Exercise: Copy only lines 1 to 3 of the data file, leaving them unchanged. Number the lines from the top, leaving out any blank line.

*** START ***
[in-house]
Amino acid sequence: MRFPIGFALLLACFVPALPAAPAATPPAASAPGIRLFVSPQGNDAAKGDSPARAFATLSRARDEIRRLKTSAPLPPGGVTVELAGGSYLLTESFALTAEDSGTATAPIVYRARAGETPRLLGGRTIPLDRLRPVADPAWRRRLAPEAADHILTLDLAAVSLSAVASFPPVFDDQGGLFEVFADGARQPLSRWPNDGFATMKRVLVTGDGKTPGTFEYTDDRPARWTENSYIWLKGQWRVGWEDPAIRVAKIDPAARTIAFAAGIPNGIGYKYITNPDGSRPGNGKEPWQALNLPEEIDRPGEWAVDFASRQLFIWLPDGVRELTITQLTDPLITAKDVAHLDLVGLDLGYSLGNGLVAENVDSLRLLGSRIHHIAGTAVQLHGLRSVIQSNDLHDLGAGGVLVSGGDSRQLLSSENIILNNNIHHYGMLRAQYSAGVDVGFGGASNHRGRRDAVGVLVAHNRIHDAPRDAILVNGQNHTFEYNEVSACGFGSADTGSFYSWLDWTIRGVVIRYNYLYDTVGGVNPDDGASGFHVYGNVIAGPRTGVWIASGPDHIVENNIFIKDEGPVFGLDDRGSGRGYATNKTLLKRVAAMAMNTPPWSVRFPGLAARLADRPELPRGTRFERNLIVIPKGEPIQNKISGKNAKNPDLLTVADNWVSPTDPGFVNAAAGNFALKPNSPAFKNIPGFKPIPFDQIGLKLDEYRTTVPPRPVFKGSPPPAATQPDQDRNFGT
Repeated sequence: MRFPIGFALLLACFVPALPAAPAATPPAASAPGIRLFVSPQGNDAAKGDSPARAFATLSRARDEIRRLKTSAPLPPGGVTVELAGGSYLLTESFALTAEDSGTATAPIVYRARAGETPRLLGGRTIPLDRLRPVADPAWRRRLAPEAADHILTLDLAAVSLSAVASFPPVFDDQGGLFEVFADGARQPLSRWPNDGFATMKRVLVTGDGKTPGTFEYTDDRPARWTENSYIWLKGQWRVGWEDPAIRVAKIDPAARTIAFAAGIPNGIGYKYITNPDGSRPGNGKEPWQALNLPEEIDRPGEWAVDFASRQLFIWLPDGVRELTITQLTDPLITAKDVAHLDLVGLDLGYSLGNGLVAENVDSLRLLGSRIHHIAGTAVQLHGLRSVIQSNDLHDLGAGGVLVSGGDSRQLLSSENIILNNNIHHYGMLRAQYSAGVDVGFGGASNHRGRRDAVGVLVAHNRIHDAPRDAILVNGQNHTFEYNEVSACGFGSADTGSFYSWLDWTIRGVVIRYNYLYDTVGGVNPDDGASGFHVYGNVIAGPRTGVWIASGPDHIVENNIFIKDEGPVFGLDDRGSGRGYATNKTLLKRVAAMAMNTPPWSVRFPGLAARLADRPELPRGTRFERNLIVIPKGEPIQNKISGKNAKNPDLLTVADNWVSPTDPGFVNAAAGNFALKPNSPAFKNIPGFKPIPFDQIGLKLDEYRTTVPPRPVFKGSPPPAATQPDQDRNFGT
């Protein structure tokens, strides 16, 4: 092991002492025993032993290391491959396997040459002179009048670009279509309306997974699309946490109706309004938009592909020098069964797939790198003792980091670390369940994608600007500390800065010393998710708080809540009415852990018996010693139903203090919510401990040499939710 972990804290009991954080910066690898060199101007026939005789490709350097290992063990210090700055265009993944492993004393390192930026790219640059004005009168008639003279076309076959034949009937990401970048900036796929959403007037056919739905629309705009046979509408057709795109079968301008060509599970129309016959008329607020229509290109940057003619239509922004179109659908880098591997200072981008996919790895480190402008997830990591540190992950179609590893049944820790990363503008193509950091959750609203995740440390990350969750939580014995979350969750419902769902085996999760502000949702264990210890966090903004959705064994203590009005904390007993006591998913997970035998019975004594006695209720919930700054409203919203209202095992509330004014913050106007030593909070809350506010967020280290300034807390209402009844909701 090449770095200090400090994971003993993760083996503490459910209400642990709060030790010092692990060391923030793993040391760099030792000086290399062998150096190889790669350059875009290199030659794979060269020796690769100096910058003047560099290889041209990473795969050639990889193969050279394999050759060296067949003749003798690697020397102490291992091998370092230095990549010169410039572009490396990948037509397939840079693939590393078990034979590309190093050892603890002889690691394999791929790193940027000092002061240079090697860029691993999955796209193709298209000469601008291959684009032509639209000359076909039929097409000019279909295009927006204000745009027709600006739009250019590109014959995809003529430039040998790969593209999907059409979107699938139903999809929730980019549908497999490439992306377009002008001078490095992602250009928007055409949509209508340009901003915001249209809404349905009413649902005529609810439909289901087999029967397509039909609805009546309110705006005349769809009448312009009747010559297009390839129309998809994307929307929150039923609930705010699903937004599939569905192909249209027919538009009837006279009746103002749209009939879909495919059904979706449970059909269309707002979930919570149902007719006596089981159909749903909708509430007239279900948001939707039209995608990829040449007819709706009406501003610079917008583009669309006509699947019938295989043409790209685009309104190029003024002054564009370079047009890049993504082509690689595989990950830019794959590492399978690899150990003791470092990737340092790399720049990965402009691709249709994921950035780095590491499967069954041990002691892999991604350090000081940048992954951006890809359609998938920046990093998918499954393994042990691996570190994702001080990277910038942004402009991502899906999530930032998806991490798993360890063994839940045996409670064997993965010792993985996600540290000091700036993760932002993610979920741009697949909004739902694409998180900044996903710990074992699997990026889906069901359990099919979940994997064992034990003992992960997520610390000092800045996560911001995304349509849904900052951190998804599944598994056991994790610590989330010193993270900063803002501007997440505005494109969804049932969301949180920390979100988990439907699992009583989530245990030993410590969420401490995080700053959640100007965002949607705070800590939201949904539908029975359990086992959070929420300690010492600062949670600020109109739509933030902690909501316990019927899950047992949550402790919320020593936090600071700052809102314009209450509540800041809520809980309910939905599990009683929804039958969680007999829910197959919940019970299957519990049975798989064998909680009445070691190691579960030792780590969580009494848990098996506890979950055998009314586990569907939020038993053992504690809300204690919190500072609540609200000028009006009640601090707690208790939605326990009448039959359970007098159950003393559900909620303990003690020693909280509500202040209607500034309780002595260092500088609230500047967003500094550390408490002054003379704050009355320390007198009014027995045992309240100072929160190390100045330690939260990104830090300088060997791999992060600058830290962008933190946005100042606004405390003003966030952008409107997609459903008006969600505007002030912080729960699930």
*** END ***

[in-house]
Amino acid sequence: MRFPIGFALLLACFVPALPAAPAATPPAASAPGIRLFVSPQGNDAAKGDSPARAFATLSRARDEIRRLKTSAPLPPGGVTVELAGGSYLLTESFALTAEDSGTATAPIVYRARAGETPRLLGGRTIPLDRLRPVADPAWRRRLAPEAADHILTLDLAAVSLSAVASFPPVFDDQGGLFEVFADGARQPLSRWPNDGFATMKRVLVTGDGKTPGTFEYTDDRPARWTENSYIWLKGQWRVGWEDPAIRVAKIDPAARTIAFAAGIPNGIGYKYITNPDGSRPGNGKEPWQALNLPEEIDRPGEWAVDFASRQLFIWLPDGVRELTITQLTDPLITAKDVAHLDLVGLDLGYSLGNGLVAENVDSLRLLGSRIHHIAGTAVQLHGLRSVIQSNDLHDLGAGGVLVSGGDSRQLLSSENIILNNNIHHYGMLRAQYSAGVDVGFGGASNHRGRRDAVGVLVAHNRIHDAPRDAILVNGQNHTFEYNEVSACGFGSADTGSFYSWLDWTIRGVVIRYNYLYDTVGGVNPDDGASGFHVYGNVIAGPRTGVWIASGPDHIVENNIFIKDEGPVFGLDDRGSGRGYATNKTLLKRVAAMAMNTPPWSVRFPGLAARLADRPELPRGTRFERNLIVIPKGEPIQNKISGKNAKNPDLLTVADNWVSPTDPGFVNAAAGNFALKPNSPAFKNIPGFKPIPFDQIGLKLDEYRTTVPPRPVFKGSPPPAATQPDQDRNFGT
Repeated sequence: MRFPIGFALLLACFVPALPAAPAATPPAASAPGIRLFVSPQGNDAAKGDSPARAFATLSRARDEIRRLKTSAPLPPGGVTVELAGGSYLLTESFALTAEDSGTATAPIVYRARAGETPRLLGGRTIPLDRLRPVADPAWRRRLAPEAADHILTLDLAAVSLSAVASFPPVFDDQGGLFEVFADGARQPLSRWPNDGFATMKRVLVTGDGKTPGTFEYTDDRPARWTENSYIWLKGQWRVGWEDPAIRVAKIDPAARTIAFAAGIPNGIGYKYITNPDGSRPGNGKEPWQALNLPEEIDRPGEWAVDFASRQLFIWLPDGVRELTITQLTDPLITAKDVAHLDLVGLDLGYSLGNGLVAENVDSLRLLGSRIHHIAGTAVQLHGLRSVIQSNDLHDLGAGGVLVSGGDSRQLLSSENIILNNNIHHYGMLRAQYSAGVDVGFGGASNHRGRRDAVGVLVAHNRIHDAPRDAILVNGQNHTFEYNEVSACGFGSADTGSFYSWLDWTIRGVVIRYNYLYDTVGGVNPDDGASGFHVYGNVIAGPRTGVWIASGPDHIVENNIFIKDEGPVFGLDDRGSGRGYATNKTLLKRVAAMAMNTPPWSVRFPGLAARLADRPELPRGTRFERNLIVIPKGEPIQNKISGKNAKNPDLLTVADNWVSPTDPGFVNAAAGNFALKPNSPAFKNIPGFKPIPFDQIGLKLDEYRTTVPPRPVFKGSPPPAATQPDQDRNFGT